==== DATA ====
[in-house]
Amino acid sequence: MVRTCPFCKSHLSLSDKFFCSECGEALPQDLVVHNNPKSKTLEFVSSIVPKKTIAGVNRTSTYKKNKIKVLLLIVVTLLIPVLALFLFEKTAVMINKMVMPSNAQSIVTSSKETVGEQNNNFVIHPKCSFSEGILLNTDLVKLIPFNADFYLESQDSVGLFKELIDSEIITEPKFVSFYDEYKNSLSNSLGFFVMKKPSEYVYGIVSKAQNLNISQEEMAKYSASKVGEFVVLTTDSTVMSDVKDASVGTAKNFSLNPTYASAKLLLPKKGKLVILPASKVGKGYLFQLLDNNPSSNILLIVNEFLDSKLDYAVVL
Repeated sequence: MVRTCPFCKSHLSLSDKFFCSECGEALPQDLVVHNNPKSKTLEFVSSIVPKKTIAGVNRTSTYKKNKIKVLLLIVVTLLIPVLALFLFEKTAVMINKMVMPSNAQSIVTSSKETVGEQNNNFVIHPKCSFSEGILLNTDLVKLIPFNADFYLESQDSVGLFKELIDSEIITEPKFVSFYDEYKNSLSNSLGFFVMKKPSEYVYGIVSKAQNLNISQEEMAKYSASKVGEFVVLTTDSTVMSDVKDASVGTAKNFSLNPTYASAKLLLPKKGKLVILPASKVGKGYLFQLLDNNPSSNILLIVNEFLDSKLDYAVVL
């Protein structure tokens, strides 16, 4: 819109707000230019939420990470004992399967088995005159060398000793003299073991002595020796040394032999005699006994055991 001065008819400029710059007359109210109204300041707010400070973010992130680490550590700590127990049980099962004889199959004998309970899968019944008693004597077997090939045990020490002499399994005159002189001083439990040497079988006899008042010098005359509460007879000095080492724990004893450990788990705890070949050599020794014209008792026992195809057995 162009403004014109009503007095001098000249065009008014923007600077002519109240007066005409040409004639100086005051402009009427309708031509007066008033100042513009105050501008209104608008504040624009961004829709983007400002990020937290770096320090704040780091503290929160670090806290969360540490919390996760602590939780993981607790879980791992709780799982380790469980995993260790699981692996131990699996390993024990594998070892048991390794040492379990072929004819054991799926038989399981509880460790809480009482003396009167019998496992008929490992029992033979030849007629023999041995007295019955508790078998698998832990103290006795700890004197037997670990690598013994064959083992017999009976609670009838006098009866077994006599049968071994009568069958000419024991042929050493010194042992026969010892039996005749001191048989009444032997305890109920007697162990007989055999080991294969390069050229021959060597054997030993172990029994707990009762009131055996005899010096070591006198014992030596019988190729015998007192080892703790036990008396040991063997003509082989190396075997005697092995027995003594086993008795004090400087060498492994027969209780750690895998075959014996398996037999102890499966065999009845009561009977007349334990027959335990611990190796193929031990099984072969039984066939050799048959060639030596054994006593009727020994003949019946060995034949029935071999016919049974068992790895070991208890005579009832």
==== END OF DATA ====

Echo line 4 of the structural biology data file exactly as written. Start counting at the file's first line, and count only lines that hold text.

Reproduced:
């Protein structure tokens, strides 16, 4: 819109707000230019939420990470004992399967088995005159060398000793003299073991002595020796040394032999005699006994055991 001065008819400029710059007359109210109204300041707010400070973010992130680490550590700590127990049980099962004889199959004998309970899968019944008693004597077997090939045990020490002499399994005159002189001083439990040497079988006899008042010098005359509460007879000095080492724990004893450990788990705890070949050599020794014209008792026992195809057995 162009403004014109009503007095001098000249065009008014923007600077002519109240007066005409040409004639100086005051402009009427309708031509007066008033100042513009105050501008209104608008504040624009961004829709983007400002990020937290770096320090704040780091503290929160670090806290969360540490919390996760602590939780993981607790879980791992709780799982380790469980995993260790699981692996131990699996390993024990594998070892048991390794040492379990072929004819054991799926038989399981509880460790809480009482003396009167019998496992008929490992029992033979030849007629023999041995007295019955508790078998698998832990103290006795700890004197037997670990690598013994064959083992017999009976609670009838006098009866077994006599049968071994009568069958000419024991042929050493010194042992026969010892039996005749001191048989009444032997305890109920007697162990007989055999080991294969390069050229021959060597054997030993172990029994707990009762009131055996005899010096070591006198014992030596019988190729015998007192080892703790036990008396040991063997003509082989190396075997005697092995027995003594086993008795004090400087060498492994027969209780750690895998075959014996398996037999102890499966065999009845009561009977007349334990027959335990611990190796193929031990099984072969039984066939050799048959060639030596054994006593009727020994003949019946060995034949029935071999016919049974068992790895070991208890005579009832």